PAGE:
Thursday, May 19, 2005

Shabbos: Tales from the Upper Chamber

It's a hard blog to hew as the tractate takes some wild turns. I'm just barely hanging in there as the Rabbis wrestle with the eighteen measures. I'm posting less frequently and trying to get a long view on what's unfolding. I have my theories, but I know I'm out on a limb.

The Mishnah on 11a reviews several ordinances that ArtScroll characterizes as "precautionary laws to prevent inadvertent violation of the Sabbath." On 11b, no less a Sage than Rava cries out (presumably) in exasperation, "Are we to arise and legislate another Rabbinic decree to protect this Rabbinic decree?" Indeed, it does seem that they are putting fences around fences.

Then the questions start flying. Does a fellow with gonnorheal secretions violate the Sabbath if he wears (carries) a protective pouch? (12a). How do various Amoraim deal with lice on the Sabbath? Can a menstruating woman sleep in the same bed with her husband if they both remain clothed? (13a).

Of all the questions asked, the only one I consider worthy of reflection is whether a sick person may pray in Aramaic (i.e. in a language that he understands). (12b). Here, finally, the Rabbis allow a tiny loosening of the straightjacket out of compassion for the suffering of the afflicted.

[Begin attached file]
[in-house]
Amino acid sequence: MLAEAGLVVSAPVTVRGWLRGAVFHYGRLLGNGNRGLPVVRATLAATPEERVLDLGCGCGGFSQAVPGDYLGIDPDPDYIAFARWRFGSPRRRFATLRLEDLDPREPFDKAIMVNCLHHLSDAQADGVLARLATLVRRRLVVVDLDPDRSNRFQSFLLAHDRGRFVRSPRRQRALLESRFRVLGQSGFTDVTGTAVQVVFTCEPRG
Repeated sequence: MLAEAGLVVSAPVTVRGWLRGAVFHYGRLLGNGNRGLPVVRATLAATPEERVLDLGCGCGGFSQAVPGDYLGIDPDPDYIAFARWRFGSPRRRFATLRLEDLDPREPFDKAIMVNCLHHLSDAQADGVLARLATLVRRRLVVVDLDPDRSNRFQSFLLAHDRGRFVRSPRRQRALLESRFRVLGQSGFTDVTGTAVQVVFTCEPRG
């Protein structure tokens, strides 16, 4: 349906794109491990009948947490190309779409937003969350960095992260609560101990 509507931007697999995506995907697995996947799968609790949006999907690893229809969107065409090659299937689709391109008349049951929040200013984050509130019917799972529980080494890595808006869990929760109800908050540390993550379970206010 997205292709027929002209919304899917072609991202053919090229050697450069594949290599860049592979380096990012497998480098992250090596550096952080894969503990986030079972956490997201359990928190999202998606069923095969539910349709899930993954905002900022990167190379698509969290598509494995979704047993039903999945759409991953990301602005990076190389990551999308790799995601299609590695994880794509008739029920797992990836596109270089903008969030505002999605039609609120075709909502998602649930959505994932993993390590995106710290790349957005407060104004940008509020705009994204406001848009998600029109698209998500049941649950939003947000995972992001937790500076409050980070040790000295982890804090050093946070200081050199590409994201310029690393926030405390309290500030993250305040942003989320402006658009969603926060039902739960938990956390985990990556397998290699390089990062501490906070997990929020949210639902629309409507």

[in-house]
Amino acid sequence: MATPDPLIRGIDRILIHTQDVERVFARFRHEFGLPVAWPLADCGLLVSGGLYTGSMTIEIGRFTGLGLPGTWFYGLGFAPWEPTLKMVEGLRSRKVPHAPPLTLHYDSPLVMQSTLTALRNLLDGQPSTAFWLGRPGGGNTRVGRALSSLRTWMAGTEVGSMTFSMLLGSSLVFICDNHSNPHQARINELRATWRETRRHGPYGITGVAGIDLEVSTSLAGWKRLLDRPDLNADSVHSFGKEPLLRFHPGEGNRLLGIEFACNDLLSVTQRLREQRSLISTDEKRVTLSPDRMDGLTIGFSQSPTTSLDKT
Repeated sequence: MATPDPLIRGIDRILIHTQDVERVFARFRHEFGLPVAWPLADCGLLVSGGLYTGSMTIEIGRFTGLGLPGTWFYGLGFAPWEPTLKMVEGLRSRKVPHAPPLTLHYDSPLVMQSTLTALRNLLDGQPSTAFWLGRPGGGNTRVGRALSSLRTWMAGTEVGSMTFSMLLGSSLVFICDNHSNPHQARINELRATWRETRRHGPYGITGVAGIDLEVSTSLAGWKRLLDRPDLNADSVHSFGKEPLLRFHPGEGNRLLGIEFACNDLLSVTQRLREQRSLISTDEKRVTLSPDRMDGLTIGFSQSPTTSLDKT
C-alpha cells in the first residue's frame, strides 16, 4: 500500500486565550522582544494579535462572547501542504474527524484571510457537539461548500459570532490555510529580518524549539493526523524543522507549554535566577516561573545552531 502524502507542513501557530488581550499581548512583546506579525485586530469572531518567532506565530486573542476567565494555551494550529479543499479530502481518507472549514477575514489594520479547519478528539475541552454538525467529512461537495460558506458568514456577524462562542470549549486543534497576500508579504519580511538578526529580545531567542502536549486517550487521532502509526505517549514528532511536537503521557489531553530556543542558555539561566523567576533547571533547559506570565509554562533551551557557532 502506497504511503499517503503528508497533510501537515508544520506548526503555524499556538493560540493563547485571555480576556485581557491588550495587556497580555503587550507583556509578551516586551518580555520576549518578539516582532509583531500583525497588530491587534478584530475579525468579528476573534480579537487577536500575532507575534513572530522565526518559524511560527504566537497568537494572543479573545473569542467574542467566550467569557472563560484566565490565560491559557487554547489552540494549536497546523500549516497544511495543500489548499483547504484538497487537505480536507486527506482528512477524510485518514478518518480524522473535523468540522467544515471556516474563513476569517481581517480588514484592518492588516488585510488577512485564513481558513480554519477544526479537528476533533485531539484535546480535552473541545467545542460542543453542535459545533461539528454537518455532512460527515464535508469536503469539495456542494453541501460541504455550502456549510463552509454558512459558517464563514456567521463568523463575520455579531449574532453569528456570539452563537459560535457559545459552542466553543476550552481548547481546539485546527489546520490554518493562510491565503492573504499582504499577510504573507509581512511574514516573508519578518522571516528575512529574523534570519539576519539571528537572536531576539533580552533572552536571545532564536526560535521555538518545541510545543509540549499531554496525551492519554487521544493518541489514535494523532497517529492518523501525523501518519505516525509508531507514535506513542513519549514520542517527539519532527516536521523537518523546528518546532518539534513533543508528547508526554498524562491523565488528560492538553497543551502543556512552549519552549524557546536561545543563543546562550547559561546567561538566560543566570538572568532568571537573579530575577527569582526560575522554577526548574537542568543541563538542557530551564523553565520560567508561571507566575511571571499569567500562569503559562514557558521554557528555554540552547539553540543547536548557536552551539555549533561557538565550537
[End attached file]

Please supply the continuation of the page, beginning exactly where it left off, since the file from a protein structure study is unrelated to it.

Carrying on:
But the stringent philosophy appears to prevail. Hillel's victory on the question of whether one can kill a louse on Shabbos (Hillel permits it) is merely a pretext to review many matters on which Hillel and Shammai disagree, including eighteen measures where Shammai's opinion prevails. However, it is a most difficult text. Is Shammai's victory simply due to the failure of Hillel's students to show up and vote? Is the disagreement only between the students, and not at all between Hillel and Shammai themselves? Is it even clear which eighteen measures were resolved that evening?

The critical question may be whether one can touch a Torah Scroll with one's bare hand(14b). Its importance may even be underlined by the Gemara's suggestion that the point was not settled by Hillel and Shammai at all, but goes all the way back to King Solomon! Is this attribution, which is extended to the institution of the Eruv as well, a disclaimer meant to augment the Rabbinical foundation of these ordinances?

It is intriguing that even as the Rabbi's attribute rulings to Solomon, they also attribute one to weavers "from the dung gate of Jerusalem" (15a), suggesting that Kings and commoners alike can settle these matters. Is it modesty or caution that motivates the Rabbis to spread the credit for rules that may seem burdensome and offputting?